After years of controversy, the Technical Board of Appeal (TBA) of the EPO has recently decided that products obtained by essentially biological processes can be patent protected. This decision comes after the EPO only very recently, on 1 July 2018, changed the rules that govern patentable subject matter to exclude such subject matter from patentability (see our earlier article here). This decision is good news, in particular for innovators in the agritech industry.
Patenting biological inventions in Europe:
To obtain a European Patent, inventions must satisfy the requirements of patentability set forth by the articles and rules of the European Patent Convention (EPC). Unique to biotechnological inventions, Rule 27 stipulates what constitutes a patentable biotechnological invention, whilst Article 53 and Rule 28(2) set out exclusions from patentability. Particularly, Article 53(b) and Rule 28(2) specify that plant or animal varieties or essentially biological processes for the production of plants or animals are excluded from patentability. Rule 26(5) further defines that the production of plants or animals is essentially biological if it consists entirely of natural phenomena, e.g. cross breeding or selection of organisms based on favourable characteristics. Additionally, the Directive 98/44/EC provides a supplementary means of interpretation when considering the EPO’s rules regarding biological inventions (for further information on the Biotechnology Directive, see here).
Tomatoes and broccoli
The interpretation of the rules governing the patentability of biotechnological inventions in Europe has been controversial, in particular the rules relating to biological processes and products obtained from such processes.
In the key decisions G2/13 and G2/12 of March 2015, the EPO’s Enlarged Board of Appeal held that claims to products derived from an essentially biological process are allowable as long as the other criteria for patentability are fulfilled. This was the case even if the process used to obtain the products (i.e. selecting and crossing the plants) is essentially biological and thus in itself not patentable. The main rationale for the decision was that exclusions from the general principle of patentability have to be narrowly interpreted in law. Therefore, the exclusion of claims directed to an essentially biological process for the production of plants did not extend to products derived therefrom.
However, this ruling was seen by the European Parliament as in potential conflict with the legal protection provided to plant varieties under EU plant variety right legislation. In December 2015, the European Parliament asked the European Commission to look into the patentability of products derived from essentially biological processes.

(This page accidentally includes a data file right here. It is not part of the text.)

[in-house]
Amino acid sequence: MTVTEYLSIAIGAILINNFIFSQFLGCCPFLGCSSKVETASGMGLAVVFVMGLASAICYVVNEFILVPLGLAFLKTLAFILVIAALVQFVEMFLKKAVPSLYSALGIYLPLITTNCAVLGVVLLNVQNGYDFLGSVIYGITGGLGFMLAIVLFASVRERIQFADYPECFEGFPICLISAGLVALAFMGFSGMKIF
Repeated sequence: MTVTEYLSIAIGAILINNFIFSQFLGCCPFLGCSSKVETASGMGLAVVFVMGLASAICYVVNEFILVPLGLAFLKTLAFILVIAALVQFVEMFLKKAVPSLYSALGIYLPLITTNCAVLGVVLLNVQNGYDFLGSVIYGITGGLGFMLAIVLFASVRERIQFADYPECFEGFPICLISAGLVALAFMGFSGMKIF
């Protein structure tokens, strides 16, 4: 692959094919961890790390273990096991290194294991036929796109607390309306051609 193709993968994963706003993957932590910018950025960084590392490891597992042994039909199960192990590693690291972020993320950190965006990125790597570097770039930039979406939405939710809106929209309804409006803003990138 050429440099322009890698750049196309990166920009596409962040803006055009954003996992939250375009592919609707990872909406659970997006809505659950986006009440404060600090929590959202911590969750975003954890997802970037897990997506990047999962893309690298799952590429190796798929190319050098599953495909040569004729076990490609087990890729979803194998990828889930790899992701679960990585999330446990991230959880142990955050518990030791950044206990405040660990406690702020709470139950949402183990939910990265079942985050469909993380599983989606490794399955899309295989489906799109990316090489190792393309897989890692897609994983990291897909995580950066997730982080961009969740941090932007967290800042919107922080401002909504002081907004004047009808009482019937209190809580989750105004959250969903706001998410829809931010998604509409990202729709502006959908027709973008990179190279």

In November 2016, the European Commission concluded that the EU legislator’s intention when adopting the Biotechnology Directive was to exclude from patentability products that are obtained by means of essentially biological processes. Thus, the rulings in G2/13 and G2/12 by the EPO’s Enlarged Board of Appeal to allow claims to products obtained from an essentially biological process went contrary to the intentions of the Biotechnology Directive.
The EPO concluded that plants and animals exclusively obtained by essentially biological processes are excluded from patentability. Rules 27 and 28 EPC were amended to state that “under Article 53(b), European patents shall not be granted in respect of plants or animals exclusively obtained by means of an essentially biological process”. The amended Rules entered into force on 1 July 2017.
A U-turn in T1063/18
Following a recent landmark decision, the patentability of products exclusively obtained by essentially biological processes has changed once more. In T1063/18, the Board upheld the decisions in G2/13 and G2/12 and has deemed the amendments to Rule 28 to be in conflict with the Articles of the European Patent Convention.
Pending application EP2753168 in the name of Syngenta with claims to cultivated pepper plants was refused by the EPO’s examining division in April 2018, as failing to comply with the requirements of amended Rule 28. Thus, the application was refused for the sole reason that the claimed subject-matter falls within the exception to patentability according to Article 53(b) and Rule 28(2). This decision was subsequently appealed by the Applicant and oral proceedings were held on the 5th December 2018.
As set out in the minutes of the oral proceedings, the TBA found amended Rule 28(2) EPC in conflict with Article 53(b) as interpreted by the Enlarged Board of Appeal in decisions G 2/12 and G 2/13. The Board referred to Article 164(2) EPC, according to which the provisions of the Convention prevail in case of conflict with the Implementing Regulations, and decided to set the decision under appeal aside and to remit the case to the examining division for further prosecution. The TBA also issued a brief communication summarising the decision, which can be found here.
The written decision containing the Board’s full reasons is expected to be issue shortly. However, it seems clear that this decision changes the patentability of products exclusively obtained by an essentially biological process once more. Applicants wishing to protect plant or animal inventions for such subject matter should therefore consider protecting these inventions in Europe.